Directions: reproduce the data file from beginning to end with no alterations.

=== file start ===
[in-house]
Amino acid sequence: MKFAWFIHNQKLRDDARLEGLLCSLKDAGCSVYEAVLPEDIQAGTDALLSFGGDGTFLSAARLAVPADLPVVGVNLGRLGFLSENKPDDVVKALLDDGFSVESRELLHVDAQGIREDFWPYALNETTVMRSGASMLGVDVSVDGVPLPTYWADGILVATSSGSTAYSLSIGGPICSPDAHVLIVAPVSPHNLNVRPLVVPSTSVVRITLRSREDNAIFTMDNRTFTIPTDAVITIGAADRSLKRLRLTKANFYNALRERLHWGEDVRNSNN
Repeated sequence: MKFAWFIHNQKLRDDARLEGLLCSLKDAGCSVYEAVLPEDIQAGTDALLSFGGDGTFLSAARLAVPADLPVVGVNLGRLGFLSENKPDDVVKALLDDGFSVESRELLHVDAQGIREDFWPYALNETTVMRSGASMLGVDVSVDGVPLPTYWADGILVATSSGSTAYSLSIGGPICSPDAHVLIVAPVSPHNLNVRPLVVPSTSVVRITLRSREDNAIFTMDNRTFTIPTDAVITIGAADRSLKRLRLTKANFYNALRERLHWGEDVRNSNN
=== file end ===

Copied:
[in-house]
Amino acid sequence: MKFAWFIHNQKLRDDARLEGLLCSLKDAGCSVYEAVLPEDIQAGTDALLSFGGDGTFLSAARLAVPADLPVVGVNLGRLGFLSENKPDDVVKALLDDGFSVESRELLHVDAQGIREDFWPYALNETTVMRSGASMLGVDVSVDGVPLPTYWADGILVATSSGSTAYSLSIGGPICSPDAHVLIVAPVSPHNLNVRPLVVPSTSVVRITLRSREDNAIFTMDNRTFTIPTDAVITIGAADRSLKRLRLTKANFYNALRERLHWGEDVRNSNN
Repeated sequence: MKFAWFIHNQKLRDDARLEGLLCSLKDAGCSVYEAVLPEDIQAGTDALLSFGGDGTFLSAARLAVPADLPVVGVNLGRLGFLSENKPDDVVKALLDDGFSVESRELLHVDAQGIREDFWPYALNETTVMRSGASMLGVDVSVDGVPLPTYWADGILVATSSGSTAYSLSIGGPICSPDAHVLIVAPVSPHNLNVRPLVVPSTSVVRITLRSREDNAIFTMDNRTFTIPTDAVITIGAADRSLKRLRLTKANFYNALRERLHWGEDVRNSNN